Is electricity price development essential for your operation?

What is really key for us in the near term is what the price of electricity will "do" and how we will deal with it. We can neither absorb these increases nor pass them on to customers who would probably terminate their contracts with us due to a 50 to 100 percent increase. The question is, what's next? Will there be a pan-European solution, or will each country develop its own? However, time is playing against us.

Therefore, in a very short time, it is necessary to find a solution so that rail freight transport can maintain at least the position it has now because with the dramatically higher future realisation prices, the exact opposite of what we really need will happen - for the goods to be transferred to the railway. Diesel has become more expensive, but compared to electricity, it is a considerable disproportion. If the price of electricity were reflected in the same increase in the price of diesel, a litre of diesel would have to cost 20 euros. And no one would buy that.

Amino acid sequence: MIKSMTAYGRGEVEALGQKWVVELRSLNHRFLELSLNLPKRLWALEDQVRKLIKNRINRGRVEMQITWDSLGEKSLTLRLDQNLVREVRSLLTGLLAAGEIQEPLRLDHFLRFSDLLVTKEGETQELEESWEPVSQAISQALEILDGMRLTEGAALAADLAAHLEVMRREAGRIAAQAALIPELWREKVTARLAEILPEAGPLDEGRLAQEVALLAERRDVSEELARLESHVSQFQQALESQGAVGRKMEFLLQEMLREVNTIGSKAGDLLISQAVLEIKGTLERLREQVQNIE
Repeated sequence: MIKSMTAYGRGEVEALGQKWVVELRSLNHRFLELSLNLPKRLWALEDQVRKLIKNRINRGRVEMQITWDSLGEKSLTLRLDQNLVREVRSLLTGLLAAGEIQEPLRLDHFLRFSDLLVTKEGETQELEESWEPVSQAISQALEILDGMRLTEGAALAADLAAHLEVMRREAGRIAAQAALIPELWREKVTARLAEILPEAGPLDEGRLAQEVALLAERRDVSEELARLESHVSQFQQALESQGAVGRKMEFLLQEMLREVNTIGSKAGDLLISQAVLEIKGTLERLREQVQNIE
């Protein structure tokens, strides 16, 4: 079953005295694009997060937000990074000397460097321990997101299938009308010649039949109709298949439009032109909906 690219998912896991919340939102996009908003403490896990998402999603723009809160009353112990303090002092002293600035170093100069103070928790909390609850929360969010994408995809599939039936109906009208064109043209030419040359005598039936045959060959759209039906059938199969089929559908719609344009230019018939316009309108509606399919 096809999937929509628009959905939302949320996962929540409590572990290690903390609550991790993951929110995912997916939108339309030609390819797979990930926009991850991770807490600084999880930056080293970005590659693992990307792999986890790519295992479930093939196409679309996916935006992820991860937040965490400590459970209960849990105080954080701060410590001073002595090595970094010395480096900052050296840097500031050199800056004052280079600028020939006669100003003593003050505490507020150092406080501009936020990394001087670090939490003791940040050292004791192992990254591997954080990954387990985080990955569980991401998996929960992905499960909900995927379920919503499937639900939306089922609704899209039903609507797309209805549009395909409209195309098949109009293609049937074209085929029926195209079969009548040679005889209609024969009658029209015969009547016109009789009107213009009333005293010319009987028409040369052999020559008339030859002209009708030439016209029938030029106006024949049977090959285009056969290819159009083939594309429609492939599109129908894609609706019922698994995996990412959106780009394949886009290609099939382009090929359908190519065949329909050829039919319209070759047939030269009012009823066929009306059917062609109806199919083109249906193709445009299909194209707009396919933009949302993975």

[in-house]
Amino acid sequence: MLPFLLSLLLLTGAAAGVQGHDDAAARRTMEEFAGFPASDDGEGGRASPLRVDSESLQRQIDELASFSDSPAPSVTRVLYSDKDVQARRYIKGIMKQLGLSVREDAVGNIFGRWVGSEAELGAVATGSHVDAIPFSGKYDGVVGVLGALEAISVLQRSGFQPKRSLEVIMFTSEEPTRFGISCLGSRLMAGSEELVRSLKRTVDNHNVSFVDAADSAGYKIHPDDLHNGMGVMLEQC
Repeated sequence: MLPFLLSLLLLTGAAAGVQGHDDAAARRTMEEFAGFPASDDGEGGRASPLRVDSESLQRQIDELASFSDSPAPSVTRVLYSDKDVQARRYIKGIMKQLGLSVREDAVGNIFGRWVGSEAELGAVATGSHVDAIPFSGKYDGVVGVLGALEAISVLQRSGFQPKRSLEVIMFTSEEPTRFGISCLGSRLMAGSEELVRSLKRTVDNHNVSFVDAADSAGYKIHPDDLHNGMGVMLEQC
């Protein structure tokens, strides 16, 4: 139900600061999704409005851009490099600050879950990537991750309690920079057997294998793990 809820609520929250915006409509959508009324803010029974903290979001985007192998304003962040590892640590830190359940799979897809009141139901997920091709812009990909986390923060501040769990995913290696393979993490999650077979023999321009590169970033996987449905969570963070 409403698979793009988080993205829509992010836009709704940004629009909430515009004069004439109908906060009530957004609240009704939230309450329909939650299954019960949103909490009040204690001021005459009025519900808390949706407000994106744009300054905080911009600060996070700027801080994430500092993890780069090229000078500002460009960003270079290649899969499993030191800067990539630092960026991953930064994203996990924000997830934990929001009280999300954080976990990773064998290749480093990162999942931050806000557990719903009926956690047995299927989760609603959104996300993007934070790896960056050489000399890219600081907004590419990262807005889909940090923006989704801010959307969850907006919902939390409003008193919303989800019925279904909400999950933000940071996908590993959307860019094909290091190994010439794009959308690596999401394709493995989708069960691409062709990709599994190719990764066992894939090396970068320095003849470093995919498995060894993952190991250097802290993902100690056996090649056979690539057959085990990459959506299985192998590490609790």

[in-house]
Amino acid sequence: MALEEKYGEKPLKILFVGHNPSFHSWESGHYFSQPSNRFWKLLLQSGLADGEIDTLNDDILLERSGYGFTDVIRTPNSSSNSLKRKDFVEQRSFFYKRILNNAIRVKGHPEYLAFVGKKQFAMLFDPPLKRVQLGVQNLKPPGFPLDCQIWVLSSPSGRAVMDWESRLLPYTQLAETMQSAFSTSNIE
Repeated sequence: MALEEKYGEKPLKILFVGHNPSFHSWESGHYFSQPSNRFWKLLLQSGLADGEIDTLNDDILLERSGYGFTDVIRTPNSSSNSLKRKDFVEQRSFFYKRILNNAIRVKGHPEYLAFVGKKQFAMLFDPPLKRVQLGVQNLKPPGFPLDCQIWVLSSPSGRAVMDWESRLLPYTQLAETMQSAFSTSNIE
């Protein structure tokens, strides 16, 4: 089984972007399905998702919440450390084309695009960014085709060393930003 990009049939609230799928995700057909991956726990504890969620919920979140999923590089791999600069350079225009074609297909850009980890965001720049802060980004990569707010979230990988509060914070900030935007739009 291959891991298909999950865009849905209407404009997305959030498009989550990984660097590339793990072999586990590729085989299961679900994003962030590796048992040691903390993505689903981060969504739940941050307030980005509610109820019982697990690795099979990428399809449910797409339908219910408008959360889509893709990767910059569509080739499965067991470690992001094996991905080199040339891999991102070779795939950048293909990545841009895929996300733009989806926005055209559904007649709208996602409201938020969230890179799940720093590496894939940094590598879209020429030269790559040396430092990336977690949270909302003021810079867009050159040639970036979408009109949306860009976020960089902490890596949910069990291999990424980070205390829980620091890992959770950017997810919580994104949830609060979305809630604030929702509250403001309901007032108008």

What impact do energy prices have on ZSSK CARGO's key customers?

Those who are supposed to pay the current market price of electricity already today, companies such as Slovalco, Fortischem, OFZ and other important players and at the same time our customers, are stopping production because they would be producing at a huge loss. For us, of course, this results in a decrease of hundreds of thousands of tons, which we will miss in transportation. And this will be reflected in the missing millions in sales. There will be nothing to replace them because these wagons of raw materials and finished products will be completely lost. I'm afraid we will "out" ourselves. If, for example, we stop producing aluminium because it does not make sense to produce it at a loss, then it will start to be imported to a greater extent from Asia. This can have a negative consequence for the entire European Union, which I am not sure if everyone is well aware of.

What is the current situation with electricity in Europe, and what would be its ideal solution?